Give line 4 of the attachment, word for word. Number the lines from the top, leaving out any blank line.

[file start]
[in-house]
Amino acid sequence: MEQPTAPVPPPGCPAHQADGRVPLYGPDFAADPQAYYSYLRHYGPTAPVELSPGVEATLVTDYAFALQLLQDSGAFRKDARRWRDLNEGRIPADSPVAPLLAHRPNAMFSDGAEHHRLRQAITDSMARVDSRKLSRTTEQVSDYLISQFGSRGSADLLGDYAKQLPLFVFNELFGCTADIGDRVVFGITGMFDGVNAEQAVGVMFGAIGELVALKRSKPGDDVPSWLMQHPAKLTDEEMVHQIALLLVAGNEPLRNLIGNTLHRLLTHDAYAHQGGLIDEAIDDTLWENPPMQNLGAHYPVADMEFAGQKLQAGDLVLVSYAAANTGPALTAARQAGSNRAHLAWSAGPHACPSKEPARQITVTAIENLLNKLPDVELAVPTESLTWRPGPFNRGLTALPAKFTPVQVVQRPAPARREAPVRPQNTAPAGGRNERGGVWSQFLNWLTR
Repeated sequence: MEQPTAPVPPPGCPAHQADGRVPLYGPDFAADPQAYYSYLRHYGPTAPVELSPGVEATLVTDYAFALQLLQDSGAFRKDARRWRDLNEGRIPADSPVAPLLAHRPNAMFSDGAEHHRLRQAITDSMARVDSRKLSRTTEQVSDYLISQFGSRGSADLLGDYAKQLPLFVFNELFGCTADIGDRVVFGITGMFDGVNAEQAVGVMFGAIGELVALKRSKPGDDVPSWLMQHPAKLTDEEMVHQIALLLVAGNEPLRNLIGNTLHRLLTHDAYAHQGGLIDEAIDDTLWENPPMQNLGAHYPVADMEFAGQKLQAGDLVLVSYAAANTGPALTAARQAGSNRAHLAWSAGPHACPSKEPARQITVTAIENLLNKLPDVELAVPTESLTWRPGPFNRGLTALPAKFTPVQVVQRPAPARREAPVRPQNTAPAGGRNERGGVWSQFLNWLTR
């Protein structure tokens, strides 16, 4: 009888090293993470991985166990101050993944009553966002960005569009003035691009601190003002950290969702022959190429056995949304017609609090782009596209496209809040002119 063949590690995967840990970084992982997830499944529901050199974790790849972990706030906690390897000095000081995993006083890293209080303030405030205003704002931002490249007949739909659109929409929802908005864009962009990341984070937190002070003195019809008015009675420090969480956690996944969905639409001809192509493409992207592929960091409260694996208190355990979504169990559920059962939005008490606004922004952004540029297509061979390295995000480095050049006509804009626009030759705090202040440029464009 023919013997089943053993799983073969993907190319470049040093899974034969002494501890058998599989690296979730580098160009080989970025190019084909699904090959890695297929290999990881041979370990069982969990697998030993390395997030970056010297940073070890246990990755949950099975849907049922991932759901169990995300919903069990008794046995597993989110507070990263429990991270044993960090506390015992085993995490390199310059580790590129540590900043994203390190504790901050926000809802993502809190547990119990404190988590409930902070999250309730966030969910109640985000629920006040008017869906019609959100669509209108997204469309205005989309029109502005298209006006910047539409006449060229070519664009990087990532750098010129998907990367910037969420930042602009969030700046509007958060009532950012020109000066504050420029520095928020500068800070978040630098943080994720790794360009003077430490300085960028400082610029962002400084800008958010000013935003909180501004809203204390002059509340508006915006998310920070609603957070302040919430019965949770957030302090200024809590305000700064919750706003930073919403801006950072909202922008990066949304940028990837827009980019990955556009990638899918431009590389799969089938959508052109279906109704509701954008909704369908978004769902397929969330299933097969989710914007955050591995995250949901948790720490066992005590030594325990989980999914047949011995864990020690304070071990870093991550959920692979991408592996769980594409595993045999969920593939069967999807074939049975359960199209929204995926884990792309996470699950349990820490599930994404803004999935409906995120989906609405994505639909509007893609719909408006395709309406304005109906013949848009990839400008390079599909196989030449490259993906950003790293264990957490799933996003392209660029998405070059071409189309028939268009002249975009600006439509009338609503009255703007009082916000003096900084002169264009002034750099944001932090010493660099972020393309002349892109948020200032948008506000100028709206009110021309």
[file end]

């Protein structure tokens, strides 16, 4: 009888090293993470991985166990101050993944009553966002960005569009003035691009601190003002950290969702022959190429056995949304017609609090782009596209496209809040002119 063949590690995967840990970084992982997830499944529901050199974790790849972990706030906690390897000095000081995993006083890293209080303030405030205003704002931002490249007949739909659109929409929802908005864009962009990341984070937190002070003195019809008015009675420090969480956690996944969905639409001809192509493409992207592929960091409260694996208190355990979504169990559920059962939005008490606004922004952004540029297509061979390295995000480095050049006509804009626009030759705090202040440029464009 023919013997089943053993799983073969993907190319470049040093899974034969002494501890058998599989690296979730580098160009080989970025190019084909699904090959890695297929290999990881041979370990069982969990697998030993390395997030970056010297940073070890246990990755949950099975849907049922991932759901169990995300919903069990008794046995597993989110507070990263429990991270044993960090506390015992085993995490390199310059580790590129540590900043994203390190504790901050926000809802993502809190547990119990404190988590409930902070999250309730966030969910109640985000629920006040008017869906019609959100669509209108997204469309205005989309029109502005298209006006910047539409006449060229070519664009990087990532750098010129998907990367910037969420930042602009969030700046509007958060009532950012020109000066504050420029520095928020500068800070978040630098943080994720790794360009003077430490300085960028400082610029962002400084800008958010000013935003909180501004809203204390002059509340508006915006998310920070609603957070302040919430019965949770957030302090200024809590305000700064919750706003930073919403801006950072909202922008990066949304940028990837827009980019990955556009990638899918431009590389799969089938959508052109279906109704509701954008909704369908978004769902397929969330299933097969989710914007955050591995995250949901948790720490066992005590030594325990989980999914047949011995864990020690304070071990870093991550959920692979991408592996769980594409595993045999969920593939069967999807074939049975359960199209929204995926884990792309996470699950349990820490599930994404803004999935409906995120989906609405994505639909509007893609719909408006395709309406304005109906013949848009990839400008390079599909196989030449490259993906950003790293264990957490799933996003392209660029998405070059071409189309028939268009002249975009600006439509009338609503009255703007009082916000003096900084002169264009002034750099944001932090010493660099972020393309002349892109948020200032948008506000100028709206009110021309």